The "weight" refers to the weighting in the compounding formula to account for calendar days when the RFR is not published (e.g. at weekends).
Outside of the averaging approach, other details also vary between benchmarks...SONIA and euro short-term rate (€STR) derivatives round to 4 decimal places by default, whereas SOFR rounds to 5 dps. SOFR and €STR use an Actual/360 day count convention, whereas SONIA uses Actual/365. These are well known defaults within the international swaps markets, but may not be so familiar across the wider industry. See the table below for a comparison of conventions.
Does it matter which compounding method is chosen?
In practical terms many of these alternatives don’t result in material differences in the level of interest payments. It’s more about the industry picking one answer and being consistent, to make it easier for everyone.
And we’d argue it’s probably more important to achieve consistency within an asset class across jurisdictions than to achieve alignment between asset classes. For example multi-currency loans would be simpler to implement if they shared common standards across jurisdictions & RFRs. Whether FRNs match Loans in their approach is perhaps less of an issue.
So who's the winner?
Although SONIA developed its standards earlier (#1), it looks like the US market is leaning towards backward-shift (#2), with the results of the recent International Swaps and Derivatives Association (ISDA) Fallback consultation lending further weight to that model. The Payment Delay / Lockout model (#3) seems to have less support, particularly given it could lock in an unexpected spike in daily rates for an additional period.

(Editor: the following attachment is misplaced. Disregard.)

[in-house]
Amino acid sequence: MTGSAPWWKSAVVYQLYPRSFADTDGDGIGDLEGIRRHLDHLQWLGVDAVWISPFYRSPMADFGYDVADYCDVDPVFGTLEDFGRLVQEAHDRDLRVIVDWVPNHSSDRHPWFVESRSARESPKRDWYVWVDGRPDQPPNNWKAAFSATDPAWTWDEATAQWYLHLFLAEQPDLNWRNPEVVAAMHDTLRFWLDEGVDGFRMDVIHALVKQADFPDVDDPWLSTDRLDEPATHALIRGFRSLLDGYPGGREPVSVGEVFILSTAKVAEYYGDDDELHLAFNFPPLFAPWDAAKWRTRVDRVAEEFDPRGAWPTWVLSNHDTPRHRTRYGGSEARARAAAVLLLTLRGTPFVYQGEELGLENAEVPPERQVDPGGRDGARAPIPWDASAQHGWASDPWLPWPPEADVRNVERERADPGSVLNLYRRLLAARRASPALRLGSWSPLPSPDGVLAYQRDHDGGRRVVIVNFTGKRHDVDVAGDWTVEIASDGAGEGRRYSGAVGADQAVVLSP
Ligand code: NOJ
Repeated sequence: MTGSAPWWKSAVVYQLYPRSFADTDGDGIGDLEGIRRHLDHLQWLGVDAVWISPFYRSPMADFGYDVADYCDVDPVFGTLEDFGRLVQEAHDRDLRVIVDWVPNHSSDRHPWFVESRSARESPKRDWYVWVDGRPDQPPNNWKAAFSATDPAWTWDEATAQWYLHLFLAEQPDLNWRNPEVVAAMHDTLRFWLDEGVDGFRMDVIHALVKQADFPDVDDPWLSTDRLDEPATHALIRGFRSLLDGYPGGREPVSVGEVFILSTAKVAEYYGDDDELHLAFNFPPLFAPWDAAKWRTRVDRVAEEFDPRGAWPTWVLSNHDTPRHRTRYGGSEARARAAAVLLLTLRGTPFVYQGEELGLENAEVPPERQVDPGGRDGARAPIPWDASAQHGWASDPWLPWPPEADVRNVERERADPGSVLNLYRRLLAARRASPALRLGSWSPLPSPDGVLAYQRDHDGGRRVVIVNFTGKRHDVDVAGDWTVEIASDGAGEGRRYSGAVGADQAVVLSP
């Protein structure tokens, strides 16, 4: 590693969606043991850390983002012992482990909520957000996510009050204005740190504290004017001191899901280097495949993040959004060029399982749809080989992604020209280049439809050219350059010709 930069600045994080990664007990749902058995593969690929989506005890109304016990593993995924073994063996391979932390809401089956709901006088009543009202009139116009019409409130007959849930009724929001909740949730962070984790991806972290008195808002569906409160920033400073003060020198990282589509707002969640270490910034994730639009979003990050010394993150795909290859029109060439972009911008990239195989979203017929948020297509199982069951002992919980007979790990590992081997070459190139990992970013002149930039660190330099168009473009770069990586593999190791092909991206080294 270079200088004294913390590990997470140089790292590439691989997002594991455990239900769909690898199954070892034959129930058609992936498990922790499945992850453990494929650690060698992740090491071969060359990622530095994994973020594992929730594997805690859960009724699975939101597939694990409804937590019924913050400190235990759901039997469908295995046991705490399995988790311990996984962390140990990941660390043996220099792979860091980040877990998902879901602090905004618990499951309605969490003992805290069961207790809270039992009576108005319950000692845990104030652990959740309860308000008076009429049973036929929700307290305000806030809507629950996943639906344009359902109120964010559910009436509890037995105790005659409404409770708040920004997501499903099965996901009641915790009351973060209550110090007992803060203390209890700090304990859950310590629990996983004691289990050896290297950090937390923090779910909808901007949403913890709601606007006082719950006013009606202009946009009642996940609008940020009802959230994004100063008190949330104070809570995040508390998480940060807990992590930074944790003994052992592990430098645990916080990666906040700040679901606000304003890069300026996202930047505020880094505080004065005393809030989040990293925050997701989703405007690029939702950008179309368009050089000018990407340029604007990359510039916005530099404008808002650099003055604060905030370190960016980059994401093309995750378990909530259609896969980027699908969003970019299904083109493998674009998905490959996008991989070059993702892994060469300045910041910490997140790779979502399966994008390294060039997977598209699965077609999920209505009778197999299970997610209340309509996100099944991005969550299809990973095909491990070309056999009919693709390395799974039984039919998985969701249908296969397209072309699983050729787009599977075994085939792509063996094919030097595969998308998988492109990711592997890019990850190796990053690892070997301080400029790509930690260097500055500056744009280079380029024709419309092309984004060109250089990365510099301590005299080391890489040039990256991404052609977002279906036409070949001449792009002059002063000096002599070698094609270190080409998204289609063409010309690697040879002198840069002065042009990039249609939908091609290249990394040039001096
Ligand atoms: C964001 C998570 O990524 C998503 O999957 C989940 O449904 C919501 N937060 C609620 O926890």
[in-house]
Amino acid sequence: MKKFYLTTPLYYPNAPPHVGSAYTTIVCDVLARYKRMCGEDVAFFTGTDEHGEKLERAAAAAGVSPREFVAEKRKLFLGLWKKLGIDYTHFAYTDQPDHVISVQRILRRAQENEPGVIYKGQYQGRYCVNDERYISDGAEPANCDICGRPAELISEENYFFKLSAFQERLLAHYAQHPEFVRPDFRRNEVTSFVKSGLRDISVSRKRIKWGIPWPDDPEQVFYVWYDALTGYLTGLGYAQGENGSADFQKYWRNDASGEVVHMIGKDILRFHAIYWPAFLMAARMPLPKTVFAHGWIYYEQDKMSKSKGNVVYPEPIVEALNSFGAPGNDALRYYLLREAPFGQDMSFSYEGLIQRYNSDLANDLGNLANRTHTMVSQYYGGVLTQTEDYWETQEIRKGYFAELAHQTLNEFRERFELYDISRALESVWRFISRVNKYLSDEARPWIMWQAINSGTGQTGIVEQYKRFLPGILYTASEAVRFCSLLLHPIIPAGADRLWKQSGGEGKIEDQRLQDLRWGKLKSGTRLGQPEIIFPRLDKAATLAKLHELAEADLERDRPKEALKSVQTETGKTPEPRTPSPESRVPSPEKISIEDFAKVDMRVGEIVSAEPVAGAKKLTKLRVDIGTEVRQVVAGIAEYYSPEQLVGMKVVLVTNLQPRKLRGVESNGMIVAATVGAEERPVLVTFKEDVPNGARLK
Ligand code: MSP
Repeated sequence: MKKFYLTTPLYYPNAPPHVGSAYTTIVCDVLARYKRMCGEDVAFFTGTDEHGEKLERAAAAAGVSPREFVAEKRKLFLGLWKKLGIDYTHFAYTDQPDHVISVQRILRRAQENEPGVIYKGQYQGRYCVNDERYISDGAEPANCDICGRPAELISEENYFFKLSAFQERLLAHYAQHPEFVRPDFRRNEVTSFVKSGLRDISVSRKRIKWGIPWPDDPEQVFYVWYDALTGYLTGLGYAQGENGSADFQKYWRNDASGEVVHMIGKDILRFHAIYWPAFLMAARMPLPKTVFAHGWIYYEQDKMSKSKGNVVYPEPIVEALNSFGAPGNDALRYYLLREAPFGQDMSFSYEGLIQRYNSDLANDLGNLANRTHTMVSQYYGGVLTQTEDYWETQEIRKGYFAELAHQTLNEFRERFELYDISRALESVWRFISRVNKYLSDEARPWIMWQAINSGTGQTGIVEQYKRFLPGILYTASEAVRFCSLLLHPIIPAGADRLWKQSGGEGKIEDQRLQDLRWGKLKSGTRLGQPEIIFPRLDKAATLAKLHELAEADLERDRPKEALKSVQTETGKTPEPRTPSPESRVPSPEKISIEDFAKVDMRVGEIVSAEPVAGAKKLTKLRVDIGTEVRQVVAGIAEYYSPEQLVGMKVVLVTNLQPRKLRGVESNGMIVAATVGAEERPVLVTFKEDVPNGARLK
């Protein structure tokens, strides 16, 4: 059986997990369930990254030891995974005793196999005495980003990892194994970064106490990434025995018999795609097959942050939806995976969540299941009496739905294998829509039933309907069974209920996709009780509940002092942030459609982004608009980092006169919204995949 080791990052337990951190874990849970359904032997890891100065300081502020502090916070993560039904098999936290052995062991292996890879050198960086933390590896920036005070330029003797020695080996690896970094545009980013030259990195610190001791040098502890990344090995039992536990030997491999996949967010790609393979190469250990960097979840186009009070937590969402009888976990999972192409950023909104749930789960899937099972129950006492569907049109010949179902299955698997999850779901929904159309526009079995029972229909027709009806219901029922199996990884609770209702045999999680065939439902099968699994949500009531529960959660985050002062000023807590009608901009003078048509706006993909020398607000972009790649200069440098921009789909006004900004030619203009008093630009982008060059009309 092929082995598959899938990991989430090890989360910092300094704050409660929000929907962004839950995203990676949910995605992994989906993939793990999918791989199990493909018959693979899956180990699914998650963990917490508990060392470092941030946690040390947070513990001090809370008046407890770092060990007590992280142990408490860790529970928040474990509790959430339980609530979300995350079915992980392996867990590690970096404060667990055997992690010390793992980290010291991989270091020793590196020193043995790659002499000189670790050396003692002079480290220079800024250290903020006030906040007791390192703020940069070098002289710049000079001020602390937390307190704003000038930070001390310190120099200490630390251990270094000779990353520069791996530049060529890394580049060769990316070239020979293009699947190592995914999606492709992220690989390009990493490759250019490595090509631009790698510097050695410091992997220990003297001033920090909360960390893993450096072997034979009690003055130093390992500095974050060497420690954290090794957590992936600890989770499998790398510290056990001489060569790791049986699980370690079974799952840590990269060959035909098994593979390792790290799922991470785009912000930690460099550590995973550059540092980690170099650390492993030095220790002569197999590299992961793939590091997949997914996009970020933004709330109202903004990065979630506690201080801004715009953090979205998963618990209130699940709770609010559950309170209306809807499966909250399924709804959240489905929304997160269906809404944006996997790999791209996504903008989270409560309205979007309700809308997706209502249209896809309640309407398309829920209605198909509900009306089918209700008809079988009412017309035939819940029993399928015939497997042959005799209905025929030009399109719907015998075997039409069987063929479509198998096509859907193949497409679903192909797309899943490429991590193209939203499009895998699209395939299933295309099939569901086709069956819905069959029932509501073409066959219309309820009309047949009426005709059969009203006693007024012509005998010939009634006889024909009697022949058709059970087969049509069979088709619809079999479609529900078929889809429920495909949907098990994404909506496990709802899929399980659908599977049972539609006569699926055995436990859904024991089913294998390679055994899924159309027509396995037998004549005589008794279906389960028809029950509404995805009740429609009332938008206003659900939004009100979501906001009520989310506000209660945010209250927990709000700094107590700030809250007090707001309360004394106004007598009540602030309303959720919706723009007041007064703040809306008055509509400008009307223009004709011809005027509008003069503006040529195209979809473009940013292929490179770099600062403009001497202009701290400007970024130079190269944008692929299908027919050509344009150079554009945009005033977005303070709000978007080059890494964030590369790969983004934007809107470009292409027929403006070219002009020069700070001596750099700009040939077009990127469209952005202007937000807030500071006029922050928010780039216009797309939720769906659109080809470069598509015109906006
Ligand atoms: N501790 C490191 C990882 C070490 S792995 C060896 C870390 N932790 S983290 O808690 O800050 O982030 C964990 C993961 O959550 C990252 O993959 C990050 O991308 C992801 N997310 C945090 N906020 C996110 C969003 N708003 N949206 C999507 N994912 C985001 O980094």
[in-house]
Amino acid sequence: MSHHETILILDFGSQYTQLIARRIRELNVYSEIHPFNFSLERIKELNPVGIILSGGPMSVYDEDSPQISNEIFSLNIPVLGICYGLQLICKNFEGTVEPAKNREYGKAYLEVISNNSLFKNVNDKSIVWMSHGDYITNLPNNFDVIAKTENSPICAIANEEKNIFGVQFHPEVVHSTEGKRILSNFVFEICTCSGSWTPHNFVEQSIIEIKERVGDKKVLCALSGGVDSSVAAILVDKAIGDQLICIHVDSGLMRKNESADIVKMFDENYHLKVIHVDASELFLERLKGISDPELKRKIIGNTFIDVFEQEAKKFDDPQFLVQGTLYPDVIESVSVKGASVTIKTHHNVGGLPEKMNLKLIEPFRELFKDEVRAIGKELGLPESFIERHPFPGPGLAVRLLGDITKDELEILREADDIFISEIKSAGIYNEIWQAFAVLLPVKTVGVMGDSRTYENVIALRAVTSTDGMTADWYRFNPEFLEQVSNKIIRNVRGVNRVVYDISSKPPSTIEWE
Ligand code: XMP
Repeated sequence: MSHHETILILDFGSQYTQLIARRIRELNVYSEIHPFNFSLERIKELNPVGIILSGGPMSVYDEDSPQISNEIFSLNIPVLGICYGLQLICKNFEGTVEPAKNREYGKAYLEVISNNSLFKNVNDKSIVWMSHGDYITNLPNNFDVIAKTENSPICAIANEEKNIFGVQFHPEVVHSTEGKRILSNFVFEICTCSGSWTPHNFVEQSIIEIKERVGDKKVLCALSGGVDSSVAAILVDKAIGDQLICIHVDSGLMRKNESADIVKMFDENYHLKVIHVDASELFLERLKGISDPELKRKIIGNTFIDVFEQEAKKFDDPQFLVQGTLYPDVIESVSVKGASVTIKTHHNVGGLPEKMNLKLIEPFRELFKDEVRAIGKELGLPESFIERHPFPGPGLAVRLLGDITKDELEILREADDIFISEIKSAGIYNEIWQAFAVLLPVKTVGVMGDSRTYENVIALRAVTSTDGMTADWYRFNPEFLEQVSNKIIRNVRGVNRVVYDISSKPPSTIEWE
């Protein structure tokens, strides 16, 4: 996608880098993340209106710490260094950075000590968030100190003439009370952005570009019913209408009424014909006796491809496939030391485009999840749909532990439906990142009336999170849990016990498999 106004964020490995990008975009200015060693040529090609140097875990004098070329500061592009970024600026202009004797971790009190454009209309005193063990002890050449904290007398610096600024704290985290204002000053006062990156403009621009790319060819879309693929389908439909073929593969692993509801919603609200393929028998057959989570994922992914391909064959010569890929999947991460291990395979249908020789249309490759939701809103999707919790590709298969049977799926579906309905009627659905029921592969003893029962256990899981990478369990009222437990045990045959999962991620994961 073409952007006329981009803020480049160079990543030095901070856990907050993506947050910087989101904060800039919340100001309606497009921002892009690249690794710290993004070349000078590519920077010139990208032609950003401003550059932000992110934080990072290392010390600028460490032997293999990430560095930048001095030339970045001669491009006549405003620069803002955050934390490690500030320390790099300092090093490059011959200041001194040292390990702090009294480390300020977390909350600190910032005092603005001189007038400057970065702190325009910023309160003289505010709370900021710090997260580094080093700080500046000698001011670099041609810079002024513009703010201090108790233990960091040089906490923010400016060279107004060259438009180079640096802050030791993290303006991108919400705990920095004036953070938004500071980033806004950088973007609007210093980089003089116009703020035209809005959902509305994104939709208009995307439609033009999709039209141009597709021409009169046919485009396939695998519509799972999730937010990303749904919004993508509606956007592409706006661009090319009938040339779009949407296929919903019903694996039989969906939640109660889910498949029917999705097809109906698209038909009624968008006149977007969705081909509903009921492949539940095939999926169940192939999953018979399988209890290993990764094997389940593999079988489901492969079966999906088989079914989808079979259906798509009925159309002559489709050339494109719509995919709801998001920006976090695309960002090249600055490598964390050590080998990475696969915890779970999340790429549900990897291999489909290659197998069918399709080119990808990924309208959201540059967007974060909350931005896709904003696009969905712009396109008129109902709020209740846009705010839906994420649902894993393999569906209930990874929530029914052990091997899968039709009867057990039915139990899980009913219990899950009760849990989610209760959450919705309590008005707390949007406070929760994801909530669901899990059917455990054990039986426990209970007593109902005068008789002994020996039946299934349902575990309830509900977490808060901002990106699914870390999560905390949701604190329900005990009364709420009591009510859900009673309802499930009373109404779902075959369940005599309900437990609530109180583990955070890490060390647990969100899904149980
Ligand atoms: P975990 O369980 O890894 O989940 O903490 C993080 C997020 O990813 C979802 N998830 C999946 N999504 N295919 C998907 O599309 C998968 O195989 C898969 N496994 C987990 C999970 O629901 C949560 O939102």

Whatever the answer, RealisedRate.com will continue to support the conventions as they emerge. Read on below for a brief explanation of the main models with worked examples to show how the rates differ depending upon day weighting.
And our calculator has recently been upgraded to display the most recent SONIA rate from previous business day following publication at 9:00am by Bank of England (BoE) - click through to the SONIA page and register to see the latest rate. As ever, we welcome feedback on the calculator - let us know what you think at firstname.lastname@example.org.
Below we list the main RFRs and conventions, though it should be noted that there is not yet consensus around the FRN and Loans space, and in many cases there are a number of different defaults already in use in different live transactions. Although not exhaustive, below gives a feel for the range of options in play.
For a detailed description of many of these terms see the ARRC Appendix to SOFR FRN Conventions Matrix. See also the original FSB RFR User Guide, the SONIA conventions paper and recent Swiss Average Rate Overnight (SARON) working group material.
Lookback v Backward Shift
The table below shows how Lookback and Backward Shift models result in different compounded rates due to different day weighting in Interest and Observation Periods.
Use our Calculator!
The good news is that our calculator at www.RealisedRate.com supports both these modes via the Advanced option "Reset Type". For Lookback (#1) select "ResetDaysPrior" and for Backward Shift (#2) select "BackwardShift":